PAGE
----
I particularly liked the cast of characters (human and animal!). At the outset, some seem a little two-dimensional and stereotypical (the sister who hates books and is obsessed with boys, for example) but over the course of the story they are fleshed out and developed. Miss Alice is one of my favourites, with her stern and driven attitude towards business and the soft side that we glimpse every now and then.
The setting, and the book signing event that gets the story going, will appeal to fans of mystery books, so it’s definitely a likeable book! And a holiday to Florida, even if only on the pages of a book, is a welcome escape for anyone stuck somewhere cold, rainy and far from the sea.
For me, this is a four-star book. A great comfort read, and an intriguing mystery!

View all my reviews

Saint Code: The Lost (Saint Code Book 1) by Megan Mackie – Review by Francis O’Sullivan

The Lost (Saint Code Book 1)The Lost by Megan Mackie
My rating: 5 of 5 stars

The Lost is a vibrant cyberpunk novel by Megan Mackie. It is the first book in the Saint Code series and follows Saint Augustina as she reluctantly a mysterious and undoubtably dangerous job in partnership with Saint Benedict, with whom she has a complicated history.
It’s an exciting, immersive story. The world is well constructed and I quickly became invested in Saint Augustina as a character. It is good to see a women of colour as the protagonist, and she is a resourceful and complicated character. It is fascinating learning about her backstory, and rooting for her as she tries to find a better life for herself.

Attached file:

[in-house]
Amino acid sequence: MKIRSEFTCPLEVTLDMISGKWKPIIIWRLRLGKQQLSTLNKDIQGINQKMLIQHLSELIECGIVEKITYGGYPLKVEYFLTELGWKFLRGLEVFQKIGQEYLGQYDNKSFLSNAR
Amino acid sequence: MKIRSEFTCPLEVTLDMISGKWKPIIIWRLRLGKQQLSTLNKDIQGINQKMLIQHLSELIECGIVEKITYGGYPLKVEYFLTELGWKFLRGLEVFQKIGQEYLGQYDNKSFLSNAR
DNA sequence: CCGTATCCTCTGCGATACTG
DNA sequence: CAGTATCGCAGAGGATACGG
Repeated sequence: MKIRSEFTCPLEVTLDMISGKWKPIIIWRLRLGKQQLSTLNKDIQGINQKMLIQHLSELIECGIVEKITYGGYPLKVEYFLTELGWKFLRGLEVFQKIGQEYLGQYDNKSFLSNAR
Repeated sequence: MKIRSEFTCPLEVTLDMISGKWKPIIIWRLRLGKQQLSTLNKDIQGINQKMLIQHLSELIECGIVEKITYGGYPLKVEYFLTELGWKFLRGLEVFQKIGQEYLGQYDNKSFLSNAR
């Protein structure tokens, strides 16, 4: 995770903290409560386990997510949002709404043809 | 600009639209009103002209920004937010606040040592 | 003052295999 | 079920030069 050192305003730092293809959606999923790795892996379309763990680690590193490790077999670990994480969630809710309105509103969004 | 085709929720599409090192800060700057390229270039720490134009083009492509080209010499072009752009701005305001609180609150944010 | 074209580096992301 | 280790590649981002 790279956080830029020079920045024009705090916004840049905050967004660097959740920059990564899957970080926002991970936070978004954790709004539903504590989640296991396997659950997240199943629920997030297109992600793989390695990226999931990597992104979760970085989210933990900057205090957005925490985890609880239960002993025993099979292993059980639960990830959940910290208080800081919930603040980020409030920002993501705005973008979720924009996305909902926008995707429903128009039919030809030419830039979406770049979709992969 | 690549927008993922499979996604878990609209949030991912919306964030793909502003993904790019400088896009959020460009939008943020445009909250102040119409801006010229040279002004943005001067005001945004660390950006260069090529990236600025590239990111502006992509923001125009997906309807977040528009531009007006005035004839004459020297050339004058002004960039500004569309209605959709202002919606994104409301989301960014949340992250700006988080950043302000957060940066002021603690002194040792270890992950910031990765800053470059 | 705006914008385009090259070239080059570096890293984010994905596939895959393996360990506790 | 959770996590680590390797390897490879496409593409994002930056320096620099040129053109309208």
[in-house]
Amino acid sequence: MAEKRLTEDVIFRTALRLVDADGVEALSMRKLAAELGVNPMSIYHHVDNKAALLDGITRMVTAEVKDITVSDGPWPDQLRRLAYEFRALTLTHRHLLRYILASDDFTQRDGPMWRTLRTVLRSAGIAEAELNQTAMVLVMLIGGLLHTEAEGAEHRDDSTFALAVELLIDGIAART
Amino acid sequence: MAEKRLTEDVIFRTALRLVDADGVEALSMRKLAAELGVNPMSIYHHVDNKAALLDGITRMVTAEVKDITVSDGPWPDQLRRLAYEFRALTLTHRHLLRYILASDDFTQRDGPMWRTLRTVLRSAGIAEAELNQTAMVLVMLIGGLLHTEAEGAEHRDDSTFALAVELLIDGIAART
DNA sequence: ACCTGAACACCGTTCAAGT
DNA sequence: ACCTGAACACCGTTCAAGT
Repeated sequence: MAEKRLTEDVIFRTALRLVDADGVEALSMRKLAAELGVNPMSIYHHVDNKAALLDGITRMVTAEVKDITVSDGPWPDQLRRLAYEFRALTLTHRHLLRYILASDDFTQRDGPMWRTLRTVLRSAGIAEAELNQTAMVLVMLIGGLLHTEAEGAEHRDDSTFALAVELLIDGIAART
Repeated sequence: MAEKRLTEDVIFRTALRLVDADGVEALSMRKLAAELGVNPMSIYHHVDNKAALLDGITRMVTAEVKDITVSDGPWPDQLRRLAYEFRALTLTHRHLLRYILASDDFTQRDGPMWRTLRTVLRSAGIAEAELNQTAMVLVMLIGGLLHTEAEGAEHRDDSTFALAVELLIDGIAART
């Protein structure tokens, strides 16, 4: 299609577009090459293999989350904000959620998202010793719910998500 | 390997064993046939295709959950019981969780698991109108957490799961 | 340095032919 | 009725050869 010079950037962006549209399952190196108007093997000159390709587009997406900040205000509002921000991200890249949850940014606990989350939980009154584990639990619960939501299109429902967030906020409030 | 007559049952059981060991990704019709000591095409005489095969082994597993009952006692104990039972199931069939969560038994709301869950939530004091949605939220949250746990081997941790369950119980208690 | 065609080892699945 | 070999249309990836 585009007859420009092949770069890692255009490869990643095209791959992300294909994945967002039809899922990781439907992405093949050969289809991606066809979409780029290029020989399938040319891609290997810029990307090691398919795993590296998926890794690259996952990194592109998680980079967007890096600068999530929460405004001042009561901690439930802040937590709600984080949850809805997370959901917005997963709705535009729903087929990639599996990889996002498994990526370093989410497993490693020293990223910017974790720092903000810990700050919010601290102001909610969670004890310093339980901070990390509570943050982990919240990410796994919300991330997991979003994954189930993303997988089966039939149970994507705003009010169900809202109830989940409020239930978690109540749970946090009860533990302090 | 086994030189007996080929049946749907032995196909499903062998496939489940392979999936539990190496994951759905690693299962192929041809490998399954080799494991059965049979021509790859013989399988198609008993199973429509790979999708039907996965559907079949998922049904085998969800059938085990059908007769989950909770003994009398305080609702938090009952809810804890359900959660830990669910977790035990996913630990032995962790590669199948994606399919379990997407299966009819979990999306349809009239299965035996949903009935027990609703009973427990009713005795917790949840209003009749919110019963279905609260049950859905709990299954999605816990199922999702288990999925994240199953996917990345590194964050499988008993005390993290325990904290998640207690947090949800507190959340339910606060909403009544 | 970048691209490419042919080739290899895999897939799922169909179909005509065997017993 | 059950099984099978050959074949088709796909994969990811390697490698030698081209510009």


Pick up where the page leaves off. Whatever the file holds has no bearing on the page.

I particularly enjoy how Mackie blurs the lines between technology and magic. I found this very engaging, and it increased the sense of mystery surrounding the job the two Saints had set out to complete.
For me, this is a five star book. It’s original and exciting, with a good balance of action and character-driven scenes. I would recommend it to sci-fi fans wanting to escape into a dark, exciting world.

View all my reviews

Love the Way You Dance by Allison M. Boot – Review by Francis O’Sullivan

Love the Way You DanceLove the Way You Dance by Allison M Boot
My rating: 5 of 5 stars

Love the Way You Dance is the charming sequel to Allison M. Boot’s Just the Way You Are. Where the previous book focuses on Misty, this book’s protagonist is Kara.
Kara is a young girl who, after worrying that her disabilities would mean she would never find a family, was adopted by none other than the King and Queen of Starrycrest. Now a princess, Kara has plenty to worry about including whether she’ll nail an upcoming dance performance, and whether the Queen’s pregnancy is threatening Kara’s place in the family.